I am trying to predict the inter-arrival time of the incoming network packets. I measure the inter-arrival times of network packets and represent this data in the form of binary features: *xi*= 0,1,1,1,0,... where *xi*=0 if the inter-arrival time is less than a *break-even-time* and 1 otherwise. The data has to be mapped into two possible classes *C={0,1}*, where *C=0* represents a *short* inter-arrival time and 1 represents a *long* inter-arrival time. Since I want to implement the classifier in an online feature, where as soon as I observe a vector of features *xi*=0,1,1,0..., I calculate the MAP class. Since I don't have a prior estimation of the conditional and prior probabilities, I initialize them as follows:

```
p(x=0|c=0)=p(x=1|c=0)=p(x=0|c=1)=p(x=1|c=1)=0.5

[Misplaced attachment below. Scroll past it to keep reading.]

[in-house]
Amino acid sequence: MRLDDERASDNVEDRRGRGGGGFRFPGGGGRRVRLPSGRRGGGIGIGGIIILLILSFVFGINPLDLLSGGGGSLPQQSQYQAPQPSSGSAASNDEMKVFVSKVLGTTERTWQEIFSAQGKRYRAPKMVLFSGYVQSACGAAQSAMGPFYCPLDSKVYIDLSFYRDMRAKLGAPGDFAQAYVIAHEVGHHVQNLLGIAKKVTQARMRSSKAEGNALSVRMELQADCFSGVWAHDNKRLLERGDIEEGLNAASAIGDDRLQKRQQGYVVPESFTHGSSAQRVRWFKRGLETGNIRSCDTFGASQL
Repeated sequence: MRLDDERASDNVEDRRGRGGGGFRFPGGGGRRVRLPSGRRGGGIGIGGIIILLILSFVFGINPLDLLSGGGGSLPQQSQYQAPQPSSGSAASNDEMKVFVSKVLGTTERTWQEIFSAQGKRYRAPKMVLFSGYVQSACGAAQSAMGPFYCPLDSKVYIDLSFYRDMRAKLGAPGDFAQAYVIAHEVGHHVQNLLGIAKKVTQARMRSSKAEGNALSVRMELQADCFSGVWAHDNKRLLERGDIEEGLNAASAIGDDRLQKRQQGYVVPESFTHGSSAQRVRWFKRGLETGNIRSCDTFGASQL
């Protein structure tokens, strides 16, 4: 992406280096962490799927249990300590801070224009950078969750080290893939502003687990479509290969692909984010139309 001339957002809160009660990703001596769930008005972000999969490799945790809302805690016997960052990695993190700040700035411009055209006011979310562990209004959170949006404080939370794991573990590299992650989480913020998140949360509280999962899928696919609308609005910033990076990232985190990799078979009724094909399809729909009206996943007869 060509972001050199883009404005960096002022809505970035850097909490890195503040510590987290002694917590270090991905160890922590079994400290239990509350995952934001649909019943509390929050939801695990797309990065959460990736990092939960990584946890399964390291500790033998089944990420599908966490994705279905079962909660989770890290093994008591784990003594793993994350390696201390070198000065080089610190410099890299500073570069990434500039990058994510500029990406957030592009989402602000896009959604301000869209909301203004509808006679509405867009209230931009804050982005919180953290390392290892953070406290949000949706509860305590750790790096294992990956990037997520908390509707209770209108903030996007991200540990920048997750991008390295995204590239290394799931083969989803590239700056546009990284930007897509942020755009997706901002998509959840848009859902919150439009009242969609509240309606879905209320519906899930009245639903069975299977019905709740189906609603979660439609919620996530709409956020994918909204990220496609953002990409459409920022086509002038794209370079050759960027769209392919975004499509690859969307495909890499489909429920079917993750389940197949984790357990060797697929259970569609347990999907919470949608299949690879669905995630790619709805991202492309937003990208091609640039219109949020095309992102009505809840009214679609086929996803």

p(c=0)=p(c=1)=0.5
```

For each feature vector *(x1=m1,x2=m2,...,xn=mn)*, when I output a class *C*, I update the conditional and prior probabilities as follows:

```
p(xi=mi|y=c)=a+(1-a)*p(p(xi=mi|c)
p(y=c)=b+(1-b)*p(y=c)
```

The problem is that, I am always getting a biased prediction. Since the number of *long* inter-arrival times are comparatively less than the *short*, the *posterior* of *short* always remains higher than the *long*. Is there any way to improve this? or am I doing something wrong? Any help will be appreciated.